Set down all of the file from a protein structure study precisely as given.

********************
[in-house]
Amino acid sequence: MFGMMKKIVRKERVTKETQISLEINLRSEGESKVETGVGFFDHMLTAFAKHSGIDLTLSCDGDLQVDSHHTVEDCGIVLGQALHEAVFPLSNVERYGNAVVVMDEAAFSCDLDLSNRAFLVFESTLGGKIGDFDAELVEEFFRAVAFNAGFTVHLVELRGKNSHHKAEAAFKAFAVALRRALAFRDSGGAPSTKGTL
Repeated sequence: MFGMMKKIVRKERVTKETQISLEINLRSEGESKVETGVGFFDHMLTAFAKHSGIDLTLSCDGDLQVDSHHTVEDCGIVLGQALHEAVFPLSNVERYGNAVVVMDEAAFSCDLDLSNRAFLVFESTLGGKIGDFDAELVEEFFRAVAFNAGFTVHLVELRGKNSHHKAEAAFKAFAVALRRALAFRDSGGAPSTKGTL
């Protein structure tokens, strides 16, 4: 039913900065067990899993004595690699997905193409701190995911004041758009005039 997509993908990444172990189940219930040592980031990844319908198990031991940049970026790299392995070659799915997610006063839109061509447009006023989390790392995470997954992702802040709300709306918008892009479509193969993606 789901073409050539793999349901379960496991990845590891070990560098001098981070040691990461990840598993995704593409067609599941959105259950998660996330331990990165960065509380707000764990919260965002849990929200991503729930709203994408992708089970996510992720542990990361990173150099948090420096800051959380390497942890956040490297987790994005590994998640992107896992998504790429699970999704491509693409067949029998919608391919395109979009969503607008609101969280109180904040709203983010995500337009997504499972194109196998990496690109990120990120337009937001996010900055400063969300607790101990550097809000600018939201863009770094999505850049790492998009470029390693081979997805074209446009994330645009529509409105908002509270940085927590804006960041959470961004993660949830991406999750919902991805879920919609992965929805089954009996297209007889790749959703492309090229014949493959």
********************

[in-house]
Amino acid sequence: MFGMMKKIVRKERVTKETQISLEINLRSEGESKVETGVGFFDHMLTAFAKHSGIDLTLSCDGDLQVDSHHTVEDCGIVLGQALHEAVFPLSNVERYGNAVVVMDEAAFSCDLDLSNRAFLVFESTLGGKIGDFDAELVEEFFRAVAFNAGFTVHLVELRGKNSHHKAEAAFKAFAVALRRALAFRDSGGAPSTKGTL
Repeated sequence: MFGMMKKIVRKERVTKETQISLEINLRSEGESKVETGVGFFDHMLTAFAKHSGIDLTLSCDGDLQVDSHHTVEDCGIVLGQALHEAVFPLSNVERYGNAVVVMDEAAFSCDLDLSNRAFLVFESTLGGKIGDFDAELVEEFFRAVAFNAGFTVHLVELRGKNSHHKAEAAFKAFAVALRRALAFRDSGGAPSTKGTL
């Protein structure tokens, strides 16, 4: 039913900065067990899993004595690699997905193409701190995911004041758009005039 997509993908990444172990189940219930040592980031990844319908198990031991940049970026790299392995070659799915997610006063839109061509447009006023989390790392995470997954992702802040709300709306918008892009479509193969993606 789901073409050539793999349901379960496991990845590891070990560098001098981070040691990461990840598993995704593409067609599941959105259950998660996330331990990165960065509380707000764990919260965002849990929200991503729930709203994408992708089970996510992720542990990361990173150099948090420096800051959380390497942890956040490297987790994005590994998640992107896992998504790429699970999704491509693409067949029998919608391919395109979009969503607008609101969280109180904040709203983010995500337009997504499972194109196998990496690109990120990120337009937001996010900055400063969300607790101990550097809000600018939201863009770094999505850049790492998009470029390693081979997805074209446009994330645009529509409105908002509270940085927590804006960041959470961004993660949830991406999750919902991805879920919609992965929805089954009996297209007889790749959703492309090229014949493959």